These photos were taken as part of the Large Fire Conference during a tour of the Fire Sciences Laboratory in Missoula, Montana, is operated by the U.S. Forest Service. Most of the pictures were taken in sections of the lab where researchers work with actual live fire.
Below is an 11-second video showing a fire whirl the scientists created in the lab.
As bonus, since you made it this far into the article, are a couple of photos that were taken at the University of Montana during the Large Fire Conference in Missoula.
The County Commissioners of Lewis and Clark County in Montana recently approved a resolution making it clear that county-level firefighters are not under an obligation to protect a home from a wildfire in the Wildland Urban Interface (WUI). Below is an excerpt from an article in the Missoulian:
“…A lot of crews think they have to protect homes, and we’re trying to make it clear they’re just sticks and bricks,” said Sonny Stiger, who helped write the resolution. “This lets our firefighters know they’re not obligated to put their lives on the line to save homes.”
Stiger, a retired fire and fuels specialist with the U.S. Forest Service and a board member with FireSafe Montana, said building defensible space around homes in the urban interface is the sole responsibility of property owners who choose to live there.
Stiger said the new resolution makes it clear that homeowners should not expect firefighters to put their lives at risk to defend property.
“We can save a lot of homes going back in after the fire front passes, or in the case of the Yarnell Hill fire, not going in at all,” Stiger said, referring to the Arizona blaze that killed 19 firefighters in June. “It’s time we stepped up at the county level to deal with this, and to let (firefighters) know they’re not obligated to protect homes…”
The resolution says in part:
Homes in the Wildland/Urban Interface will not dictate fire suppression tactics, strategies, or the location of fire lines.
The article claims this is a “first-of-its-kind resolution”, which may be the case. There is no doubt that some homeowners who moved into the WUI and refuse to cut or thin the trees and brush growing within 100 feet of their houses will be furious at this concept. Some of them take no responsibility as a property owner to make their homes fire-safe, but expect firefighters, many of them volunteers, to risk their lives to save their structures.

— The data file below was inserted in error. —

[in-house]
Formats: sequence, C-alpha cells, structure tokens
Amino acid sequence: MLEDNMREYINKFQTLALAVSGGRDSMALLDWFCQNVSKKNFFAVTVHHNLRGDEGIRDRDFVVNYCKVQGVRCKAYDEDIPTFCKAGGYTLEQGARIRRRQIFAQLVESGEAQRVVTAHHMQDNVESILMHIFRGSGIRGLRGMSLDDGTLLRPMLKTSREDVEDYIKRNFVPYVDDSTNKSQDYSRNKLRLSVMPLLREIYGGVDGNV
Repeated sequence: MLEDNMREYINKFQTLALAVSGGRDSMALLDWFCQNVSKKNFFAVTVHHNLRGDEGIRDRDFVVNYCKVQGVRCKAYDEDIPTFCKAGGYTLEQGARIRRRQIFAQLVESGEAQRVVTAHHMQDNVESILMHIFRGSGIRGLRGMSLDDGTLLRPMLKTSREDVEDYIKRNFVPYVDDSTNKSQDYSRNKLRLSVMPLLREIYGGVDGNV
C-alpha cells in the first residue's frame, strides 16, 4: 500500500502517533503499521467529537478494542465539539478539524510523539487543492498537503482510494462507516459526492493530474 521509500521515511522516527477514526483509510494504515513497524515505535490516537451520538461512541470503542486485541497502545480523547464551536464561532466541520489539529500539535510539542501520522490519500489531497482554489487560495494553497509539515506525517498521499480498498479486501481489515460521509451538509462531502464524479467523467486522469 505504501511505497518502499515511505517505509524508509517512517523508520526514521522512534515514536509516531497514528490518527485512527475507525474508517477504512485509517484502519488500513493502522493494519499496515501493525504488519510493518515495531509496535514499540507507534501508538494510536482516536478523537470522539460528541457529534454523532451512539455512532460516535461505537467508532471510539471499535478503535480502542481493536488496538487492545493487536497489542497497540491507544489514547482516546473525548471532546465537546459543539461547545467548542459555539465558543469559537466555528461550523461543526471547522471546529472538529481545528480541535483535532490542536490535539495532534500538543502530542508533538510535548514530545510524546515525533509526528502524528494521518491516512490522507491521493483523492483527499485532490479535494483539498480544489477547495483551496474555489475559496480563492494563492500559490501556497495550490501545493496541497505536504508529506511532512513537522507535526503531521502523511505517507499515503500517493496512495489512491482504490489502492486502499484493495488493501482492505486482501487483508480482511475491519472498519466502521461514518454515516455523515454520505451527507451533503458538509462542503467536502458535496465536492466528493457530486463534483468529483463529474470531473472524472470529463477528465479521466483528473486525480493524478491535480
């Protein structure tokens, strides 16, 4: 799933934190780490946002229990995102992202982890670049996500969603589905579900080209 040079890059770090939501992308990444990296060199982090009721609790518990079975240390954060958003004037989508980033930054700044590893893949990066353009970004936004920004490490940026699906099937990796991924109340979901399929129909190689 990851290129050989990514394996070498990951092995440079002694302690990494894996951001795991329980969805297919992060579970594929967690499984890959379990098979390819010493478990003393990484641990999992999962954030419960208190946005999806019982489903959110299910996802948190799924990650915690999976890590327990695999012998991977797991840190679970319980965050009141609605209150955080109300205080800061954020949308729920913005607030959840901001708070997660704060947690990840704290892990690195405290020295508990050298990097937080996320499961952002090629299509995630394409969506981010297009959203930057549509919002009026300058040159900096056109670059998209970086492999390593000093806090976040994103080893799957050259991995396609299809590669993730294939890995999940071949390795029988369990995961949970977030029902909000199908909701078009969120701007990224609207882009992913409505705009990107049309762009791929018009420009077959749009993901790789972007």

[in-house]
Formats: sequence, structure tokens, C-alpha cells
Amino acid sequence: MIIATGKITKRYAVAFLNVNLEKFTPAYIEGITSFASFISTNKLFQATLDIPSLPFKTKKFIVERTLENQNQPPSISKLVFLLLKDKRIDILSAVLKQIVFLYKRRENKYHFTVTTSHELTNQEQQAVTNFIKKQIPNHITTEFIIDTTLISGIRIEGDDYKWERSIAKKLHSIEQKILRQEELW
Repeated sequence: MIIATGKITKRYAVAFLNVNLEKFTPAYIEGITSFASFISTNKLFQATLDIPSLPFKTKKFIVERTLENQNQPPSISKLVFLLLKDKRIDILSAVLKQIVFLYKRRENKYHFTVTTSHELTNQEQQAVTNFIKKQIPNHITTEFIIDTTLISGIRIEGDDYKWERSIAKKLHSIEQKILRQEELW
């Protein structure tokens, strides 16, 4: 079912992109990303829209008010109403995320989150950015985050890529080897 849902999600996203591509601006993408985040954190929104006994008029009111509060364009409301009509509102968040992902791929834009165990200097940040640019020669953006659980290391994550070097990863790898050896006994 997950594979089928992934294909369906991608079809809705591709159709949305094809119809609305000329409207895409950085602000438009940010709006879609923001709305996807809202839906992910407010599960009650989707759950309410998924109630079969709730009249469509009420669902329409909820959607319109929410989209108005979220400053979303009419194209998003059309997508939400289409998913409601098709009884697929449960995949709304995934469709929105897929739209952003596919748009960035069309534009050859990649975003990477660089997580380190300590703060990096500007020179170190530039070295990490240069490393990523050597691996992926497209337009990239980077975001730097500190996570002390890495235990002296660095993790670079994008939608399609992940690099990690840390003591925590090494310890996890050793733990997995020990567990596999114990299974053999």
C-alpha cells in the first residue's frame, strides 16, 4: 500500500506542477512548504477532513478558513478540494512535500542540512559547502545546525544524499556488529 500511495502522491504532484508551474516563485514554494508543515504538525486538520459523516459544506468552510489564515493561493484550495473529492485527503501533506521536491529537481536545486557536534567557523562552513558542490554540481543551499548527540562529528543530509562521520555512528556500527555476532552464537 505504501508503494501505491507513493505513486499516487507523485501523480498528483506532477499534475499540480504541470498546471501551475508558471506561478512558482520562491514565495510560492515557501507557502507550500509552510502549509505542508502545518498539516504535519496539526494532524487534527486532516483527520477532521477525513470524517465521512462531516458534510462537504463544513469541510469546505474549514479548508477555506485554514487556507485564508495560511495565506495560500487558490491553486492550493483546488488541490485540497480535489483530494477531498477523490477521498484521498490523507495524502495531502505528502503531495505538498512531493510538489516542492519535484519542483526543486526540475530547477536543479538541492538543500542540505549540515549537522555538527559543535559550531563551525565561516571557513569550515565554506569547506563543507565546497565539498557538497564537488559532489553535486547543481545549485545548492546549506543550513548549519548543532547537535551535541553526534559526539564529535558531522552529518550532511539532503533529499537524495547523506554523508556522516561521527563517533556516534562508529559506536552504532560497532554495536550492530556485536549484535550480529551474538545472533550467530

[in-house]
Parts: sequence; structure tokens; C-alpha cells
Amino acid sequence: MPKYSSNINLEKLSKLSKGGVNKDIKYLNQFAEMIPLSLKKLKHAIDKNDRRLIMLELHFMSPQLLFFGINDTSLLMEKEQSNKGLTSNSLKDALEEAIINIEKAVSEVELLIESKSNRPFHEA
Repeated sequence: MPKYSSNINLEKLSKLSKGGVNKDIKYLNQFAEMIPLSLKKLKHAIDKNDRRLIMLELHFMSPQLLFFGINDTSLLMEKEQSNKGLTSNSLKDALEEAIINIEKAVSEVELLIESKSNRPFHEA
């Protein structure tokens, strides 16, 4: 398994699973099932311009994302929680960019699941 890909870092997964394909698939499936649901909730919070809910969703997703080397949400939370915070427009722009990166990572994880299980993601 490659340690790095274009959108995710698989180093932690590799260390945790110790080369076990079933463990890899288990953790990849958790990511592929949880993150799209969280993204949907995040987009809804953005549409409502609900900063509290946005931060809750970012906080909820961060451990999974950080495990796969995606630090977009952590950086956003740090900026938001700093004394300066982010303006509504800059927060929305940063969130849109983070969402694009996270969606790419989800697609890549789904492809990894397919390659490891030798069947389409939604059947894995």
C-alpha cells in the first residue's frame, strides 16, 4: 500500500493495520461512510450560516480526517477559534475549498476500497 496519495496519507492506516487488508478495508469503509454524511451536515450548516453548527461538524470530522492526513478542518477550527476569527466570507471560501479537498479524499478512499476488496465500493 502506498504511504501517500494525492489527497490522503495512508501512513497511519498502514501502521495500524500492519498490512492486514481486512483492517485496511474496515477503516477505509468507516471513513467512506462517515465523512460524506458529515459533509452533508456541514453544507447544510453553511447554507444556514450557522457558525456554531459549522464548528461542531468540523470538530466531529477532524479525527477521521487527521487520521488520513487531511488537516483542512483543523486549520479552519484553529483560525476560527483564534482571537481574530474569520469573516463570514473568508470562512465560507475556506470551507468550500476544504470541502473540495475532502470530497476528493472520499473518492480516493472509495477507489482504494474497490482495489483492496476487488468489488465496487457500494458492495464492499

Placing the primary responsibility to protect a home from wildfire on the property owner, where it belongs, is very appropriate. County, city, and state regulations recognizing this do not exist in many areas..
On the Yarnell Hill Fire there was at least one person in a supervisory role who asked the Granite Mountain Hotshots to move from their safe, previously burned area, over to the the town of Yarnell in order to protect the structures, many of which were described later as not defendable due to brush and trees very close to the buildings. Some of the homeowners had done little or nothing to make their homes fire-safe. As the crew hiked through unburned brush toward the town, they were overrun by the fire and killed.
In the structural firefighting world you will sometimes hear opinions about risk-taking while fighting fire, including:
Risk a lot to save a lot.
Risk a little to save a little.
Risk nothing to save nothing.
“Risk a lot” usually refers to rescuing occupants or preventing their death. “Save nothing” may apply to an abandoned building.
In wildland fire, vegetation could be in the “nothing” category. Sure, wildland fuels may have ecological, watershed, aesthetic value, or monetary value in the case of timber or pasture, but most vegetation has adapted or evolved to burn on a regular basis and will usually grow back. Houses grow back too, but firefighters don’t. Firefighters should never risk much to save acres OR houses.
Tuesday the Montana Supreme Court upheld a lower court decision in a lawsuit filed by a rancher whose land burned in the Ryan Gulch fire in 2000. In 2012 a jury awarded Fred and Joan Weaver $730,000 in a trial over the strategy and tactics that were used on the fire. The Weavers claimed firefighters’ burouts caused them to lose valuable timber and grass in their pastures. The fire burned 17,000 acres near the Clark Fork River along Interstate 90.